“It's the piece I wrote for my journalism class. Right before we broke for the spring, Professor Faulk gave us an assignment that we could take on for extra credit, so when I was on vacation in Cali, I started writing that.” I pointed at the folder.
I watched him as he mouthed the title. “Gutter?” He looked up at me with questioning eyes. He knew what the word meant, as did I. Our mothers had never hid the fact that our fathers were gang bangers, but I don't think either of us understood the power they held, or the lives they'd altered.
“My thesis is about our fathers … my father really. They've even talked about publishing it,” I confessed.
“Damn, congratulations, Dollar.” He slid off the bed and leaned down to hug me. I could smell the chronic in his clothes, and for a minute I felt like getting high, until I remembered that I gave it up when school started. “So if the joint was this good, what they tripping off?”
“The truth,” I said. “All my life I've thought of my father as just another thug from my mother's past, but I know better now, Baby,” I leaned in to whisper. My heart was fluttering uncontrollably as I searched for the words. “For a long time I've wondered who my father really was and what he was about, so when me and Gunn flew out to L.A., I started asking questions. Most of the stuff I knew from the war stories in New York, but on the West Coast they filled in the blanks.” I had to pause as the stories came rushing back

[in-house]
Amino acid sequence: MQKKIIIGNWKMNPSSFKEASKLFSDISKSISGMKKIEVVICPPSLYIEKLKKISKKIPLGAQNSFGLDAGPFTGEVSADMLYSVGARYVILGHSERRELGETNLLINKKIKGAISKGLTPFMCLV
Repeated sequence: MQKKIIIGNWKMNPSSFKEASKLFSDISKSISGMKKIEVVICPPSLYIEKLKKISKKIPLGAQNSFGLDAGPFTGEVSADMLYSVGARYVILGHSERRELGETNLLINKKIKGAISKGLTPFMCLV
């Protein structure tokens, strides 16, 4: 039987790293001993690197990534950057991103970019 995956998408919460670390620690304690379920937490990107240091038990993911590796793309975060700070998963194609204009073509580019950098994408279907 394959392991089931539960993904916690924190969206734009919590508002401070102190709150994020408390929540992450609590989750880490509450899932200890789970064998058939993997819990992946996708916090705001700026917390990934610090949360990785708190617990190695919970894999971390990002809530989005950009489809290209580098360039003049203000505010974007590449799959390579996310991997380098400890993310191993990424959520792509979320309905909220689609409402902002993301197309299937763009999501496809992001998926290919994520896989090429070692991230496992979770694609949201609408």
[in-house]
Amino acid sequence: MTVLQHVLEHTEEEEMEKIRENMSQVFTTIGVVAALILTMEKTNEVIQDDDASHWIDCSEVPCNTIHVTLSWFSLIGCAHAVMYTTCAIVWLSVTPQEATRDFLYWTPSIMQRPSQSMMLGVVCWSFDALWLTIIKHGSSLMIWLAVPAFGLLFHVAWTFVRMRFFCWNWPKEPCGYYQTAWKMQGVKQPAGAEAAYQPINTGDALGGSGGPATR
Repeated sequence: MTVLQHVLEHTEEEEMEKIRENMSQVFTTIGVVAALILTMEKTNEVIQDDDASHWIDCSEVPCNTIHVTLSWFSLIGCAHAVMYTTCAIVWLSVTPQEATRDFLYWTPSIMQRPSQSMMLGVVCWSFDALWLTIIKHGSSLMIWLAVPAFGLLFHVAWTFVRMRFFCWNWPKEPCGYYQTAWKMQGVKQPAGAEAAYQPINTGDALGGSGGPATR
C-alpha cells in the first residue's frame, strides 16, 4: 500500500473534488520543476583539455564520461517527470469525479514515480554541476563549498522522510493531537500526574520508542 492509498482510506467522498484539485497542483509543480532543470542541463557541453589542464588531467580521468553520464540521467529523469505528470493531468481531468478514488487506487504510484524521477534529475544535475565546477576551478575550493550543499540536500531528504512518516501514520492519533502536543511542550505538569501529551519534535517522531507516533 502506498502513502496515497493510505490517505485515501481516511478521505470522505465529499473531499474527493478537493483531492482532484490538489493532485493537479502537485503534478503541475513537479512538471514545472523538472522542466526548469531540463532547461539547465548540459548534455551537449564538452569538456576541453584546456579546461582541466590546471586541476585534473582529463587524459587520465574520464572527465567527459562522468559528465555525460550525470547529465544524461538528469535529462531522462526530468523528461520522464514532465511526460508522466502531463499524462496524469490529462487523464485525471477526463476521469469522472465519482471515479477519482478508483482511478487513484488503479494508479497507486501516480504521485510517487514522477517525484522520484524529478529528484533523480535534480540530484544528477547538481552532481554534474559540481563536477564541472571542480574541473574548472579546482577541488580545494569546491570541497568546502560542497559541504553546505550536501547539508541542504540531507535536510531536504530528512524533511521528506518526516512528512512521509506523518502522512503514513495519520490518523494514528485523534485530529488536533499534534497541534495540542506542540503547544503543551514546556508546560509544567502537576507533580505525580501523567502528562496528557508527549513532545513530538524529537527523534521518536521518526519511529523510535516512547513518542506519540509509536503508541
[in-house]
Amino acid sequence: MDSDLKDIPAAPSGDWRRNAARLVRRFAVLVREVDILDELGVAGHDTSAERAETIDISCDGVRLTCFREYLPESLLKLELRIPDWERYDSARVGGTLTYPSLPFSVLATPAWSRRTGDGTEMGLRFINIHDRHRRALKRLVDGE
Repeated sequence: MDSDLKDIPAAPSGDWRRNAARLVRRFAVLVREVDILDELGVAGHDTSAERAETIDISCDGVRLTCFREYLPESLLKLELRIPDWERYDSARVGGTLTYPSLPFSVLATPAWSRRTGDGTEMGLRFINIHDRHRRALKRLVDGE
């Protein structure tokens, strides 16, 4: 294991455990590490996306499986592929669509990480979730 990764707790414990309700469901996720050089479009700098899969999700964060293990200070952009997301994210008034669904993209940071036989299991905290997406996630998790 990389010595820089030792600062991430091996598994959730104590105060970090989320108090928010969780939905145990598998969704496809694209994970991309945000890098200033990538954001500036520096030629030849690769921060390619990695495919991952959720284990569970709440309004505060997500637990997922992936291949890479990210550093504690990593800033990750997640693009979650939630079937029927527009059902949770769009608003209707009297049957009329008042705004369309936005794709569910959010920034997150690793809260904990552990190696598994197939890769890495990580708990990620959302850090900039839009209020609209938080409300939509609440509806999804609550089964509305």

to me. “Some of the stuff I learned I wouldn't dare tell my mother, but since she's read the story all cards are on the table now.”
“Talk to me, Kenyatta.” He touched my forearm. I could see the anticipation in his inviting brown eyes.
“Baby, if I tell you what I found out you've got to promise not to tell your mother, because it really ain't my place to be sharing this with you. They didn't want us to know the truth, so they kept it from us all these years. My mom found out about my little investigation and the paper, which is why she's pissed.”
“Kenyatta, I know my father was killed, but I don't know the circumstances. I've asked Mom about it, but she gets all tight-lipped and shit. I want … no, I
to know, please?”
How could I say no to those eyes? “A'ight,” I took a breath. “It all kicked off in Harlem … .”
BOOK: Gutter
12.93Mb size Format: txt, pdf, ePub